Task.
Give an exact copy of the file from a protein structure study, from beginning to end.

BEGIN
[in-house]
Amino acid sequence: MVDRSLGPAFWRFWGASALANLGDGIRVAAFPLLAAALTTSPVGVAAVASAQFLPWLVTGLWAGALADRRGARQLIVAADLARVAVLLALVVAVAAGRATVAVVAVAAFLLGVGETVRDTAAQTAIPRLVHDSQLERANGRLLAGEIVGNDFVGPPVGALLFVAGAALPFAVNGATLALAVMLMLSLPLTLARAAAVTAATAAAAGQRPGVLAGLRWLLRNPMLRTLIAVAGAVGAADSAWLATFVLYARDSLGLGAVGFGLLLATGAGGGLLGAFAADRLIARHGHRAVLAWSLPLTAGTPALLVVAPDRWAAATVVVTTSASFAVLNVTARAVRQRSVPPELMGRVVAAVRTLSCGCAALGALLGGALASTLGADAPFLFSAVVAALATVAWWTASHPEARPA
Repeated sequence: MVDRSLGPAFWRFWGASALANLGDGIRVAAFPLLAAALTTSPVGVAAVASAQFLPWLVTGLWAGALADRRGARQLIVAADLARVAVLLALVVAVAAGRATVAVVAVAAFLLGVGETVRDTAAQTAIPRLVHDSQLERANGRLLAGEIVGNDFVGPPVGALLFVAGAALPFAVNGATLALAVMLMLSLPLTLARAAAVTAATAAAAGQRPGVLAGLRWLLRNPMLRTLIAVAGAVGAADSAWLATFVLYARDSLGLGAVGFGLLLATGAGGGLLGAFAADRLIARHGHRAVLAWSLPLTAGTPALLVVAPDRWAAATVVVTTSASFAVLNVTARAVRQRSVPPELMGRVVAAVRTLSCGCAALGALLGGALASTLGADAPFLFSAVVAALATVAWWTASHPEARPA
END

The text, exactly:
[in-house]
Amino acid sequence: MVDRSLGPAFWRFWGASALANLGDGIRVAAFPLLAAALTTSPVGVAAVASAQFLPWLVTGLWAGALADRRGARQLIVAADLARVAVLLALVVAVAAGRATVAVVAVAAFLLGVGETVRDTAAQTAIPRLVHDSQLERANGRLLAGEIVGNDFVGPPVGALLFVAGAALPFAVNGATLALAVMLMLSLPLTLARAAAVTAATAAAAGQRPGVLAGLRWLLRNPMLRTLIAVAGAVGAADSAWLATFVLYARDSLGLGAVGFGLLLATGAGGGLLGAFAADRLIARHGHRAVLAWSLPLTAGTPALLVVAPDRWAAATVVVTTSASFAVLNVTARAVRQRSVPPELMGRVVAAVRTLSCGCAALGALLGGALASTLGADAPFLFSAVVAALATVAWWTASHPEARPA
Repeated sequence: MVDRSLGPAFWRFWGASALANLGDGIRVAAFPLLAAALTTSPVGVAAVASAQFLPWLVTGLWAGALADRRGARQLIVAADLARVAVLLALVVAVAAGRATVAVVAVAAFLLGVGETVRDTAAQTAIPRLVHDSQLERANGRLLAGEIVGNDFVGPPVGALLFVAGAALPFAVNGATLALAVMLMLSLPLTLARAAAVTAATAAAAGQRPGVLAGLRWLLRNPMLRTLIAVAGAVGAADSAWLATFVLYARDSLGLGAVGFGLLLATGAGGGLLGAFAADRLIARHGHRAVLAWSLPLTAGTPALLVVAPDRWAAATVVVTTSASFAVLNVTARAVRQRSVPPELMGRVVAAVRTLSCGCAALGALLGGALASTLGADAPFLFSAVVAALATVAWWTASHPEARPA